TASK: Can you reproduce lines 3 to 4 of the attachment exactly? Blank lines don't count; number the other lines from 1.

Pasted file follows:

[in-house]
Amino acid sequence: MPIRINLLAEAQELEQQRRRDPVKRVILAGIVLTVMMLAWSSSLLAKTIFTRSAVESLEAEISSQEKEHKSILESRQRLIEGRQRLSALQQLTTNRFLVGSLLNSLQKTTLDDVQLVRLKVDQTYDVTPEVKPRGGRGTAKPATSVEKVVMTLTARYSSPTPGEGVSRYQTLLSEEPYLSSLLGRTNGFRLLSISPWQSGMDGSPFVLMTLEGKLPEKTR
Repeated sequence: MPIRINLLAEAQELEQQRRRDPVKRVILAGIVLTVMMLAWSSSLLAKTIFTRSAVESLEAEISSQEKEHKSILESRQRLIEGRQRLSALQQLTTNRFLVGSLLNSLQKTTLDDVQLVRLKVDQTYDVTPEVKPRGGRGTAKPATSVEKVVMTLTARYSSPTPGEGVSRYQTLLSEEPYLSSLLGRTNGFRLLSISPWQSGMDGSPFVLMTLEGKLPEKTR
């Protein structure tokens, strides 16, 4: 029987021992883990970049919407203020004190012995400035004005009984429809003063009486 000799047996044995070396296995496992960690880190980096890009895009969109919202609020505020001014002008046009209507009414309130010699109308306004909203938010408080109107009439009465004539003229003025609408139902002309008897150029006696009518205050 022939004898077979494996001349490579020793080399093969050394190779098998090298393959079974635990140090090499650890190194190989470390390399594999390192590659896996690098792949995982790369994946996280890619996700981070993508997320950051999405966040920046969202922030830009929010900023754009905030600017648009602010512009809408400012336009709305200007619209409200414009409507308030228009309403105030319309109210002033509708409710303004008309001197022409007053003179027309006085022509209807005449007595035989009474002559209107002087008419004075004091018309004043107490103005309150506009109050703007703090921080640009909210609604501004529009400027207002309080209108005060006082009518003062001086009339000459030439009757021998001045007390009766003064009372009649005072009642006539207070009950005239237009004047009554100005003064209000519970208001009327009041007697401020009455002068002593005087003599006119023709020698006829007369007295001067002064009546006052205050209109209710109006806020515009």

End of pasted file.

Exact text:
Repeated sequence: MPIRINLLAEAQELEQQRRRDPVKRVILAGIVLTVMMLAWSSSLLAKTIFTRSAVESLEAEISSQEKEHKSILESRQRLIEGRQRLSALQQLTTNRFLVGSLLNSLQKTTLDDVQLVRLKVDQTYDVTPEVKPRGGRGTAKPATSVEKVVMTLTARYSSPTPGEGVSRYQTLLSEEPYLSSLLGRTNGFRLLSISPWQSGMDGSPFVLMTLEGKLPEKTR
């Protein structure tokens, strides 16, 4: 029987021992883990970049919407203020004190012995400035004005009984429809003063009486 000799047996044995070396296995496992960690880190980096890009895009969109919202609020505020001014002008046009209507009414309130010699109308306004909203938010408080109107009439009465004539003229003025609408139902002309008897150029006696009518205050 022939004898077979494996001349490579020793080399093969050394190779098998090298393959079974635990140090090499650890190194190989470390390399594999390192590659896996690098792949995982790369994946996280890619996700981070993508997320950051999405966040920046969202922030830009929010900023754009905030600017648009602010512009809408400012336009709305200007619209409200414009409507308030228009309403105030319309109210002033509708409710303004008309001197022409007053003179027309006085022509209807005449007595035989009474002559209107002087008419004075004091018309004043107490103005309150506009109050703007703090921080640009909210609604501004529009400027207002309080209108005060006082009518003062001086009339000459030439009757021998001045007390009766003064009372009649005072009642006539207070009950005239237009004047009554100005003064209000519970208001009327009041007697401020009455002068002593005087003599006119023709020698006829007369007295001067002064009546006052205050209109209710109006806020515009």